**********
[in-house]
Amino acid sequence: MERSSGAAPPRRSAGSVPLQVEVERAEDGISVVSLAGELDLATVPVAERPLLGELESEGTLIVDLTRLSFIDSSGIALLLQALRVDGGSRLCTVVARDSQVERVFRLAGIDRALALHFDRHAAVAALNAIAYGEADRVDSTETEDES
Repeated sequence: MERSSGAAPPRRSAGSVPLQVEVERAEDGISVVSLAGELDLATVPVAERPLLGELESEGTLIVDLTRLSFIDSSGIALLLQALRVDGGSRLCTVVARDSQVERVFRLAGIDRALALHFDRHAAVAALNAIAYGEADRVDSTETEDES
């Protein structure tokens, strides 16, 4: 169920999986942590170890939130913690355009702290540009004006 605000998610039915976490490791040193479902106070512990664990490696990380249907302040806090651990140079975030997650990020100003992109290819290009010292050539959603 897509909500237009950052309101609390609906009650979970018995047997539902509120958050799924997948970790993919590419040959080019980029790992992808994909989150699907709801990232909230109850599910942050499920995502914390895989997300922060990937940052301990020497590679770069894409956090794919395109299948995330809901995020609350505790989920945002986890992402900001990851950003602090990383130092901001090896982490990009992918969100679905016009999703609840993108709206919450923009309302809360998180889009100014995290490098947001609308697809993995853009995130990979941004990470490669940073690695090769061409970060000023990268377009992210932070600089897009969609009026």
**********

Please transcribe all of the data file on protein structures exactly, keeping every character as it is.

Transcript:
[in-house]
Amino acid sequence: MERSSGAAPPRRSAGSVPLQVEVERAEDGISVVSLAGELDLATVPVAERPLLGELESEGTLIVDLTRLSFIDSSGIALLLQALRVDGGSRLCTVVARDSQVERVFRLAGIDRALALHFDRHAAVAALNAIAYGEADRVDSTETEDES
Repeated sequence: MERSSGAAPPRRSAGSVPLQVEVERAEDGISVVSLAGELDLATVPVAERPLLGELESEGTLIVDLTRLSFIDSSGIALLLQALRVDGGSRLCTVVARDSQVERVFRLAGIDRALALHFDRHAAVAALNAIAYGEADRVDSTETEDES
């Protein structure tokens, strides 16, 4: 169920999986942590170890939130913690355009702290540009004006 605000998610039915976490490791040193479902106070512990664990490696990380249907302040806090651990140079975030997650990020100003992109290819290009010292050539959603 897509909500237009950052309101609390609906009650979970018995047997539902509120958050799924997948970790993919590419040959080019980029790992992808994909989150699907709801990232909230109850599910942050499920995502914390895989997300922060990937940052301990020497590679770069894409956090794919395109299948995330809901995020609350505790989920945002986890992402900001990851950003602090990383130092901001090896982490990009992918969100679905016009999703609840993108709206919450923009309302809360998180889009100014995290490098947001609308697809993995853009995130990979941004990470490669940073690695090769061409970060000023990268377009992210932070600089897009969609009026």